Images of America "Carrollton"
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New book features history of Carrollton in photographs
By Senitra Horbrook, Staff Writer

It took a lot of hard work, late nights and long weekends for Toyia Pointer to become a published author. Her first book, “Carrollton,” will hit bookstores Aug. 18. The book is filled with more than 200 vintage photographs and descriptions of Carrollton through the years.

“It’s a little weird,” Pointer said about how it feels to be a published author. “It’s really neat. I’m happy. Hopefully, people will learn a little more about Carrollton than they already knew.”

Pointer,33, curator of the A.W. Perry Homestead Museum, didn’t set out to write a book, but when Arcadia Publishing contacted Pointer to do a book for their Images of America series; she saw an opportunity that was too good to pass up.

“This publisher does books like this all over the country,” Pointer said. “It was a great opportunity to do this here in Carrollton. There are so many great photographs here.”

Photographs include early settlers of Carrollton, including the Myers, Nix, Witt and Lee families as well as the town square, schools, churches and the Trinity River. Pointer gathered the images from a variety of sources, including the museum archives, the city of Carrollton, Peters Colony Historical Society members, and local residents. She began with more than 300 photographs and had to make some tough decisions to narrow it down to just more than 200.

“I couldn’t cover every single major event, but I tried to make it representative,” Pointer said.

Pointer is a graduate of the University of Oklahoma, with degrees in both art history and anthropology. Shortly after graduating from college, she got a job at the Carrollton Public Library, which helped pique her interest in Carrollton’s history. Pointer has been curator of the A.W. Perry Homestead Museum for eight years and has learned a lot about Carrollton’s history during that time. Working on the book gave her the chance to learn even more.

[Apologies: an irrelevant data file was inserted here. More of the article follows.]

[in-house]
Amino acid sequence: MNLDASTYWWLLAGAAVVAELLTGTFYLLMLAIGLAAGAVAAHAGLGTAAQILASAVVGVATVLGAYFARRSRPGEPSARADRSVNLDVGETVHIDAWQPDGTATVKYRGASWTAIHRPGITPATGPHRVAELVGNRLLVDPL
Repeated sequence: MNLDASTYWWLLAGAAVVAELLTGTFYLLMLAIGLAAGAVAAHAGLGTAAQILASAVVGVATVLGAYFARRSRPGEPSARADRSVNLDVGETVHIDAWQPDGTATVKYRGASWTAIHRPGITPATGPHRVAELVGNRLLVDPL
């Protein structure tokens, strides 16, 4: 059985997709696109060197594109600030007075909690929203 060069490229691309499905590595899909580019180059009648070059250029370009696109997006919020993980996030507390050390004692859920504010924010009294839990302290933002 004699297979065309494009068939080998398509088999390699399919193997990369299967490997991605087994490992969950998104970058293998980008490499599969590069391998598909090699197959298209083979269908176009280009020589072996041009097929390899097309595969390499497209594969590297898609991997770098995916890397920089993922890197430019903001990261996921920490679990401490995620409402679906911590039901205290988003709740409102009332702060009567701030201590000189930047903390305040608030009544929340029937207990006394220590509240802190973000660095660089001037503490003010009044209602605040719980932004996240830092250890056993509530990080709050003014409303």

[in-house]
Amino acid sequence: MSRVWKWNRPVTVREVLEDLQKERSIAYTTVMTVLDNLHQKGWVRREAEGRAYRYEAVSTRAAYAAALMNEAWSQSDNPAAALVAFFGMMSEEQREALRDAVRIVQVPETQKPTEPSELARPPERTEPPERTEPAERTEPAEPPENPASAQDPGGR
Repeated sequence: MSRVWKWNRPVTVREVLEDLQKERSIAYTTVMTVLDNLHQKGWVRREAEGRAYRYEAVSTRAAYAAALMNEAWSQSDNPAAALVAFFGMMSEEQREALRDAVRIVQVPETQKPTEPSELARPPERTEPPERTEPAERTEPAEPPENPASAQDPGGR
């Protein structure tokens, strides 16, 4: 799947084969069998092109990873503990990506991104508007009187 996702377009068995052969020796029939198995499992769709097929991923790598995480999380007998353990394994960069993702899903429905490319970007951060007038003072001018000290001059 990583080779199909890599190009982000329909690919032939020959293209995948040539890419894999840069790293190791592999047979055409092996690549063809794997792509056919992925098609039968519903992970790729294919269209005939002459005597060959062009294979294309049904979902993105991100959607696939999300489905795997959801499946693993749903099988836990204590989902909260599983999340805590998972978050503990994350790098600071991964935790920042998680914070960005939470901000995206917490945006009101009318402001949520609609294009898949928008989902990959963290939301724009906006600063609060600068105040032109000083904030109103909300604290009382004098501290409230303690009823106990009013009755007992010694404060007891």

“It made things fit together more,” she said. “Here at the museum we concentrate on a more narrow time.”

One of the most interesting parts of the book for Pointer is the chapter on Josey Rancho. Chapter six focuses on this sprawling estate, which was purchased by oilman C.W. Josey and his wife in the 1930s. The Rancho Oil Estate eventually became 1,000 acres and was a popular spot for rodeo, recreation and elaborate parties.

“I didn’t know quite how much land they had and how big those rodeos were,” Pointer said.

Pointer said she hopes the book will inspire people to look more into their own family history as well as be a starting point for people who are interested in Carrollton’s history.

“I hope people will see it and come to the museum or start preserving their family photos,” she said.

“Carrollton” by Toyia Pointer is $19.99 and will be available at local retailers, online bookstores or through Arcadia Publishing at or 888-313-2665.

Pointer will be doing book signings at 1 p.m. Aug. 23 at Barnes & Noble, 5301 Beltline Rd. Suite 118, in Dallas; from 2 to 4 p.m. Aug. 30 at Barnes & Noble, 2201 Preston Rd. Suite E in Plano; and at 1 p.m. Sept. 6. at Barnes & Noble, 2325 Stemmons Fwy. in Lewisville.

CARROLLTON - Book offers glimpse into past - Photos dating back to 1800s featured in work by museum curator
Dallas Morning News, The (TX) - Sunday, September 7, 2008
Author: STEPHANIE SANDOVAL, Staff Writer

From its settlement in the 1840s to its progress toward becoming a DART rail hub - Carrollton's history is all pulled together in the pictures of a new book.

Toyia Pointer, curator of the city's A.W. Perry Homestead Museum, is author of Carrollton, the latest in the Images of America series from Arcadia Publishing.

"I think they just started really concentrating on Texas and trying to do more of this type of series," Ms. Pointer said. "They were looking for authors and places with photograph collections. They contacted me, so it was just a great opportunity."

But although she gets the author credit, she said the book was really a community project, with descendants of some of the region's earliest settlers and other residents contributing their photographs and stories.